Administrator 408 utilizes user interface 400 displayed on device 404, namely the graphical elements (412, 416, 420, 424, and 428), to create a procedure for entering data prior to processing of the liquid into components. In operation, administrator 408 selects one of the graphical elements (412, 416, 420, 424, and 428) to begin creating the procedure.

In FIGS. 5A-5C, the graphical elements (412, 416, 420, 424, and 428) are displayed as a carousel, in a predetermined order, which in some embodiments can be changed by administrator 408. As shown in FIGS. 5A-5C, when one of the graphical elements (412, 416, 420, 424, and 428) is selected, it is highlighted. In FIG. 5A, graphical element 412 is selected by administrator 408, e.g., using a touch screen, a mouse, keyboard, voice recognition, or other input device. In response to the selection, graphical element 412 is highlighted by being displayed in the center of user interface 400 and is made larger than the other graphical elements (416, 420, 424, and 428). All of the graphical elements (412, 416, 420, 424, and 428) remain in the original order in the carousel.

In FIG. 5B, graphical element 420 has been selected by administrator 408. In response to the selection, graphical element 420 is displayed in the center of user interface 400 and is made larger than the other graphical elements (412, 416, 424, and 428). All of the graphical elements (412, 416, 420, 424, and 428) remain in the original order in the carousel, with graphical elements 412 and 416 displayed on the left of graphical element 420, and graphical elements 424 and 428 displayed on the right of graphical element 420.

FIG. 5C illustrates the situation when graphical element 428 has been selected and is displayed in the center of user interface 400 and is made larger than the other graphical elements (412, 416, 420, and 424), which remain in order on the left side of graphical element 428.

As can be appreciated, the ability to visually see the graphical elements, which are associated with containers used in the actual process, helps the administrator 408 to visualize the workflow of an operator who will implement the procedure being created. It is noted that although in the embodiments shown in FIGS. 5A-5C, the highlighting involves increasing the size and changing the position of the selected element. In other embodiments, the highlighting may be effected in any suitable way that distinguishes the selected graphical element from the unselected graphical elements, including differences in size, style, font, color, lighting, or other visual feature.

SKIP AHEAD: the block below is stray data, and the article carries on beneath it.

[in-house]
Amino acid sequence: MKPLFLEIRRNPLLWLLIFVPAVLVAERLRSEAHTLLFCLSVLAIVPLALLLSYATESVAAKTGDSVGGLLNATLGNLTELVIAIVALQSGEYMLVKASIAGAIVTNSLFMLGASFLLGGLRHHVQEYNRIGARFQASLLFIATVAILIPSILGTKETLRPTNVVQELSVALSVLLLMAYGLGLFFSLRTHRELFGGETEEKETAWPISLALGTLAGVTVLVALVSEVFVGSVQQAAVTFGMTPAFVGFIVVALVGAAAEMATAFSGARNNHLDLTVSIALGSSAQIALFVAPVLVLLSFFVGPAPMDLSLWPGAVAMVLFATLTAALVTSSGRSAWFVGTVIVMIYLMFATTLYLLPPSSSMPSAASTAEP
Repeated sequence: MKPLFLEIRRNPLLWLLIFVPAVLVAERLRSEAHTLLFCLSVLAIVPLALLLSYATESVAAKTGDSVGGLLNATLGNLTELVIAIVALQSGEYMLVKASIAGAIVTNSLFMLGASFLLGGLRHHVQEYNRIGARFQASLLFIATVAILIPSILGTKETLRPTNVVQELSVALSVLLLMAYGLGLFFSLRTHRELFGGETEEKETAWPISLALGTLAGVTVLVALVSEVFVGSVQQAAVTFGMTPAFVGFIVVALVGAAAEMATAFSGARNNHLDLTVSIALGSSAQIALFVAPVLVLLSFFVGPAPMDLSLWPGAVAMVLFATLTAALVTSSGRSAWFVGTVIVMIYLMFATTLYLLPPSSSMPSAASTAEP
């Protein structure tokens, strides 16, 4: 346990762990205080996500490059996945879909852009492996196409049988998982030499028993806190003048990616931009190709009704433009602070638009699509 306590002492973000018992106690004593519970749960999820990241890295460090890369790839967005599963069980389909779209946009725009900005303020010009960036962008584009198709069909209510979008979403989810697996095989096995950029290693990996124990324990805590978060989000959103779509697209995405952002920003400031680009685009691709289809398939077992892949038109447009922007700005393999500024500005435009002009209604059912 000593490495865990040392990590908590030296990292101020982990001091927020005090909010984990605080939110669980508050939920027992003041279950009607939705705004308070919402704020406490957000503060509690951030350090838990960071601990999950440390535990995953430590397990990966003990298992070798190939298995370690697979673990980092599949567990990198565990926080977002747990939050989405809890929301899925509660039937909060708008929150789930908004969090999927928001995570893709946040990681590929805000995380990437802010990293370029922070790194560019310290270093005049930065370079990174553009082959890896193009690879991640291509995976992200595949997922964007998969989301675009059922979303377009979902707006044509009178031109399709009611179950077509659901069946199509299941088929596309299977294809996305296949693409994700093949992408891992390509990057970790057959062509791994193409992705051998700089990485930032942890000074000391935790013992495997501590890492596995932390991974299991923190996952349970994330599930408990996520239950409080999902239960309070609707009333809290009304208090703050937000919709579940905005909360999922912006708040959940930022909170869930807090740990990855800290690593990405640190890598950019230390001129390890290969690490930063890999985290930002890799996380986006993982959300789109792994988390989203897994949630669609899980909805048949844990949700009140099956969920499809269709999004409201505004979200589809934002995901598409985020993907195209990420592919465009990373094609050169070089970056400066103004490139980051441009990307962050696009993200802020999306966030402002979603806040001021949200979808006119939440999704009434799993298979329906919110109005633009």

Once administrator 408 selects a graphical element, the administrator 408 can further define the procedure. In this embodiment, the procedure includes entering data from a label on each container. Each label includes four regions and data identifiers (e.g., barcodes, text, radio frequency identifiers, magnetic strips, or combinations thereof) within the four regions. Accordingly, as shown in FIGS. 6A and 6B, the graphical elements (412, 416, 420, 424, and 428) include four regions that correspond to regions in the labels that will be on the containers. In one embodiment, two data identifiers may be positioned within each of the four regions.

FIG. 6A illustrates user interface 400 after administrator 408 has selected graphical element 412. Administrator 408 provides input into one of the regions, region 600. In response to the input, window 604 is displayed, as shown in FIG. 6B. Window 604 allows administrator 408 to indicate a data type for a first data identifier that will be located in a region of the label on the container holding the liquid that corresponds to region 600 in the graphical element 412. The data type may be selected from drop down menu 608. In the embodiments in which whole blood is separated into blood components, the data type may be for example, a donor identifier, a facility identifier, a component identifier, or other types of data.

In addition, window 604 also allows administrator 408 to indicate whether the data to be entered from the data identifier is critical. Administrator 408 may decide that there is some information that is critical to the procedure. If the proper data is not received, then the operator should not be allowed to continue the procedure or processing of the liquid. Box 612 can be checked by administrator 408 to indicate that this data is critical. Information regarding whether the data is critical, e.g., whether box 612 is checked or not, may be referred to herein as critical information.

Window 604 also allows administrator 408 to provide a sequence number, which indicates the order in which the data should be entered, e.g., the order in which an operator should scan the data identifiers. Drop down menu 616 is used to select the sequence number. Administrator 408 therefore has the flexibility to determine what data should be entered by the operator first, second, and so on.

As indicated above, in this embodiment each region may include two data identifiers. As a result, the window 604 includes drop down menu 620, which can be used to select the data type for a second identifier. Box 624 can be used to indicate whether the second identifier is critical. Finally, drop down menu 628 can be used to indicate a sequence number for the second data identifier.